01-Dec-2002 -- Some lucky employees in the Kingdom of Saudi Arabia are given a compulsory break at the end of the holy month of Ramaḍān. I was one of them, but was unable to find any others that had stayed in the Kingdom and who were interested in a long trek through the desert. Therefore, I decided to visit the south-west region of Saudi Arabia on conventional tarmac roads rather than across the desert. So, my son, Sean, and I embarked on a six-day journey of nearly three thousand kilometres which was routed to visit the region’s sights as well as take us past as many confluence points as possible (see also 20N 45E, 19N 45E, 18N 44E, 19N 43E, 21N 43E, 22N 42E, 24N 43E).
Having visited the 18N 44E confluence, we happened upon the tarmac road from Wādiy Ḥubūnā to the main road. This was a lot easier than the desert track route that we took to the Confluence. We drove on to Najrān and decided on the luxury of staying at a hotel for the night. We dined and then went off in search of the dagger sūq (market). We found this small, but traditional sūq and spent a great evening watching the dagger blades being fashioned and the leather scabbards being sewn. We only saw local Saudi customers at the sūq, so were happy to classify our own purchases as truly authentic.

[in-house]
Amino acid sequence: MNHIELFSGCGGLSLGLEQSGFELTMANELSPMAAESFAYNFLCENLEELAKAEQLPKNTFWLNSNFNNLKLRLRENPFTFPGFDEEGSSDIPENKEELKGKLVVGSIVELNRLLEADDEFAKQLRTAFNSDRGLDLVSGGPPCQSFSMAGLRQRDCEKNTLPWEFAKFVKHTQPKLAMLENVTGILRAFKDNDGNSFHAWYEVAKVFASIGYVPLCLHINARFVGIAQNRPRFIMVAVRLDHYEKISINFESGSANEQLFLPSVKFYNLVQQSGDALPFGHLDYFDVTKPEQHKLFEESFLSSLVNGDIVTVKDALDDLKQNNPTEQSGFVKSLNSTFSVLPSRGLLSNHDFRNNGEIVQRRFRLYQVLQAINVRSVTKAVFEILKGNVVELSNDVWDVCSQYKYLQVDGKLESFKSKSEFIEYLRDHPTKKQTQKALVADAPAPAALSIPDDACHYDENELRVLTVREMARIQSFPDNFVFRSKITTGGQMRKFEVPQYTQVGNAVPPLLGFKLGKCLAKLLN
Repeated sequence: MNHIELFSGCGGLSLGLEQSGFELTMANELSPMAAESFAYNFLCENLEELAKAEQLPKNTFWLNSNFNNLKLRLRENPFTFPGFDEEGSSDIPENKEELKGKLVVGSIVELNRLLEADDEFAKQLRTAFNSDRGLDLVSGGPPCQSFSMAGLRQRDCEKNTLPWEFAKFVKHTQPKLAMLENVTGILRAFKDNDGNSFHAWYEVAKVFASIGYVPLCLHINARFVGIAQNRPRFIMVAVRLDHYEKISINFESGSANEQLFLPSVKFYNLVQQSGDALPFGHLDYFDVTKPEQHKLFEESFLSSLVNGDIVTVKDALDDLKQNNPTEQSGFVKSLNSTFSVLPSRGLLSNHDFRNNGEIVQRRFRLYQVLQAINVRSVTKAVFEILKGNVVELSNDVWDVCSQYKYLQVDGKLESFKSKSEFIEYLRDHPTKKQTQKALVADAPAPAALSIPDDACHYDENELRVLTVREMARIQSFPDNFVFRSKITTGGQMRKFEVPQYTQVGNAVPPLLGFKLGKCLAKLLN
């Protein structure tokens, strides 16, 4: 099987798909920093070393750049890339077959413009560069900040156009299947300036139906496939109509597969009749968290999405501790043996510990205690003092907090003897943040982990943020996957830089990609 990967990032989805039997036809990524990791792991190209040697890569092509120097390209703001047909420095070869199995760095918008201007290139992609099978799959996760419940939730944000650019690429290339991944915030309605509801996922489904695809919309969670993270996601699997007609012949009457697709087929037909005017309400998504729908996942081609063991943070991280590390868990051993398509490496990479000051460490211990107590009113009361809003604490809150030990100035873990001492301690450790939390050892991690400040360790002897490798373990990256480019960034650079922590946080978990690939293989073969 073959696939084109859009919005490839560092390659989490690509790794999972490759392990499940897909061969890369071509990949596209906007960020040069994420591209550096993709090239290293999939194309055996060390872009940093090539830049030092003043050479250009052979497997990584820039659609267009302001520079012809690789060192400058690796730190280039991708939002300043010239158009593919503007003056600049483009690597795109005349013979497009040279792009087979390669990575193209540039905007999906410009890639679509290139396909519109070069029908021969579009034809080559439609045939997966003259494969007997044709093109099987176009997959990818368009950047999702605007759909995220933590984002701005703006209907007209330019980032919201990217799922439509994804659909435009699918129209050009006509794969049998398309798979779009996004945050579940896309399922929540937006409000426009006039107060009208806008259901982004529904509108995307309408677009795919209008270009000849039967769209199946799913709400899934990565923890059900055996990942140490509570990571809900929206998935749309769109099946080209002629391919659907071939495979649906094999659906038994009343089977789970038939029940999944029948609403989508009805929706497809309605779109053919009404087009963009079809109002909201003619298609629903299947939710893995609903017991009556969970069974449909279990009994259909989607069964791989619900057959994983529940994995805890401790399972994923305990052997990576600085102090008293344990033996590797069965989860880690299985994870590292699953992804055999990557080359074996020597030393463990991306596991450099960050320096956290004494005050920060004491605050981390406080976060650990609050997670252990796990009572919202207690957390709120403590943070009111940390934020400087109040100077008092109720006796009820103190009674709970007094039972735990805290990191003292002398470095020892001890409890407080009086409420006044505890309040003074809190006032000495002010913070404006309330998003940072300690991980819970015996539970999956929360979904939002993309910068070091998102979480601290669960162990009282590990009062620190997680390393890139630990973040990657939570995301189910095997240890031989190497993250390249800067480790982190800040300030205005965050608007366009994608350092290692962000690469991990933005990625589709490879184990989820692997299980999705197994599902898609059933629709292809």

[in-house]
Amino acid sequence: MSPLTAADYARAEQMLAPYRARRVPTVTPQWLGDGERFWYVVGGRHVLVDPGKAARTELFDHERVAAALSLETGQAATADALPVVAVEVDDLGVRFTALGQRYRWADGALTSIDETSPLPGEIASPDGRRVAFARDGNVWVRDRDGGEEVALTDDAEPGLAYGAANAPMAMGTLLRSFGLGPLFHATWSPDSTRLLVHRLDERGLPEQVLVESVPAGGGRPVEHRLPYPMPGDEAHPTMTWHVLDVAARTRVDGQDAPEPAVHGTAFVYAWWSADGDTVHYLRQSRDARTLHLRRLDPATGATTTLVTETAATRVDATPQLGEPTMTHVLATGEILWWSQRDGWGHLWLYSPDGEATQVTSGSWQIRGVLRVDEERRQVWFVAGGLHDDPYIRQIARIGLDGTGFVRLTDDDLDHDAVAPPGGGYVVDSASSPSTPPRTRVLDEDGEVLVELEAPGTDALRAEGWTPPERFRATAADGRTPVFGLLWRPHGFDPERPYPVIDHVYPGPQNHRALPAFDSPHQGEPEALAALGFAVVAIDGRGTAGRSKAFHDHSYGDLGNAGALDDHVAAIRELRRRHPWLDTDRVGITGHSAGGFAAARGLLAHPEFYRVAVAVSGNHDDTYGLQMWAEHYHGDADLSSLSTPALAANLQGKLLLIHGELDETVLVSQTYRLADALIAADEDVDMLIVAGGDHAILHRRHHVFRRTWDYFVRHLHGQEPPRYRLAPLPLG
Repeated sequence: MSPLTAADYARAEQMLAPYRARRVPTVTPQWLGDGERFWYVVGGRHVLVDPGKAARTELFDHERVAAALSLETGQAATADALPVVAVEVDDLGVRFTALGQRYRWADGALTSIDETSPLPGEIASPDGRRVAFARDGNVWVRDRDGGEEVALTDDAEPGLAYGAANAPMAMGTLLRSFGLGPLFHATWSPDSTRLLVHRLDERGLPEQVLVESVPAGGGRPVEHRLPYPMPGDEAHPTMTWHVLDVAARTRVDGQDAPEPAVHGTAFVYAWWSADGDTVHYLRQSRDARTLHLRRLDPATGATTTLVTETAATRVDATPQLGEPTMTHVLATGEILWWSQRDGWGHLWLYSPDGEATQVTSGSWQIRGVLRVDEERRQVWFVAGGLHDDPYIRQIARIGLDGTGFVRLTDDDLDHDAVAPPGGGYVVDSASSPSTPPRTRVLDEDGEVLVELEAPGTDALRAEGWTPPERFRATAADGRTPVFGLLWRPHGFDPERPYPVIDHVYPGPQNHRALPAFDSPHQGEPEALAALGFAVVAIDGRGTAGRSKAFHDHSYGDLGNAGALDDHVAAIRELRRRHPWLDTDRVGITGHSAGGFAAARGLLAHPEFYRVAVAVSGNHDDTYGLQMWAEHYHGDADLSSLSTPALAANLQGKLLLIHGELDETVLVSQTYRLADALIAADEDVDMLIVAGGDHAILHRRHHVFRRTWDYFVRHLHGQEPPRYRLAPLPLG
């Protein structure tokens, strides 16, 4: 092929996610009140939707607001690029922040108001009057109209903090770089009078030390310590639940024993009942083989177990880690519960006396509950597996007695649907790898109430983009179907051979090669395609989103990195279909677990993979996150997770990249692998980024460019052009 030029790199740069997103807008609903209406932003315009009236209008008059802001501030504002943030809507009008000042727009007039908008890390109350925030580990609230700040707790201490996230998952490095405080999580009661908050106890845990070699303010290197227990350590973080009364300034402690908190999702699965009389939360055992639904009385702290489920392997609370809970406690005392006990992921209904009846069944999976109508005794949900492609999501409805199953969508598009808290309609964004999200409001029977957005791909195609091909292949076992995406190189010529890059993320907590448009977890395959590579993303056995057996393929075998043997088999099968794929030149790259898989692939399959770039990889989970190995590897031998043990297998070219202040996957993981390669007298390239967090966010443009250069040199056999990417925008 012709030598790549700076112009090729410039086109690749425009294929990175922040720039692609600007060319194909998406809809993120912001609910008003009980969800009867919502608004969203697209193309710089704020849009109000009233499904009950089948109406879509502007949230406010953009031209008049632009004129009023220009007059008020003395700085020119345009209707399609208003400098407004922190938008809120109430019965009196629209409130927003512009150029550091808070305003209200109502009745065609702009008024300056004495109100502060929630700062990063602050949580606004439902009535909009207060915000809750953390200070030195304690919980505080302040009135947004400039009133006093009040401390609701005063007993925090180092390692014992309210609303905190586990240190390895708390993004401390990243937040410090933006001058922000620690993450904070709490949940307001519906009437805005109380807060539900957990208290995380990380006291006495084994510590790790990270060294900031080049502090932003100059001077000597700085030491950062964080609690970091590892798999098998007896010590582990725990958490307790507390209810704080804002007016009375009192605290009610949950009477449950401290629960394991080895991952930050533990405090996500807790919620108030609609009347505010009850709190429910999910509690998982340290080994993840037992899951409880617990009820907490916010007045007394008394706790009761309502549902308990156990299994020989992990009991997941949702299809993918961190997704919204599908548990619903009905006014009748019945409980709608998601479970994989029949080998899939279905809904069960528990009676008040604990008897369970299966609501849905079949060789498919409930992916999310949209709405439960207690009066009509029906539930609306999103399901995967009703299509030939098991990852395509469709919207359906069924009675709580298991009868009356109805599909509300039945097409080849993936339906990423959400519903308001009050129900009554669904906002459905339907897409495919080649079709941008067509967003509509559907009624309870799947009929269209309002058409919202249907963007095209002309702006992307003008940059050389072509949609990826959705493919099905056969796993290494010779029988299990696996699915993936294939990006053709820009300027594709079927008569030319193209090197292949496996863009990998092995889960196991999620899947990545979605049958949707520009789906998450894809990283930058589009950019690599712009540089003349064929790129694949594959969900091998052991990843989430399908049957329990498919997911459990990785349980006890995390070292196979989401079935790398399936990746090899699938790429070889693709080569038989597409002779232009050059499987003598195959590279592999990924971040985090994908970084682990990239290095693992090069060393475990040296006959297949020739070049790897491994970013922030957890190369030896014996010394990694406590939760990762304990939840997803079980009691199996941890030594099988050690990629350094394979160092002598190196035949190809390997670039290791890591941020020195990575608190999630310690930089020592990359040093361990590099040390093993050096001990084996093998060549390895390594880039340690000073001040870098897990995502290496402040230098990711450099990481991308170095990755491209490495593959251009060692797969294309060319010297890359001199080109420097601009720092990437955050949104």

The following morning we did some local sight-seeing which included the Najrān dam (empty, of course), the old palace, and the hill-top fort. Unfortunately the museum was not open during the morning due to the abnormal Ramaḍān hours. During our explorations we were intrigued with the local architecture where the house walls are slightly inclined towards each other. We saw many of these houses on the two hundred kilometre drive from Najrān towards Khamīs Mušayṭ.
We camped a few kilometres off the road that night and enjoyed the chill of the rarefied mountain air. The next morning we started out in the hope that we would find the 18N 43E confluence. However, in truth, I was very pessimistic because the map showed that the confluence was just off the edge of a massive cliff. We left the main road heading south and when we arrived at the small village of al-Sawat, we started our search for a route. We attempted several small tracks that took us in the general direction but could get no closer than 1.89 kilometres. Furthermore, these tracks all ended close to the edge of a cliff. My fears were realised, and we subsequently threw in the towel on our first failed attempt at a confluence visit.
Continued at 19N 43E.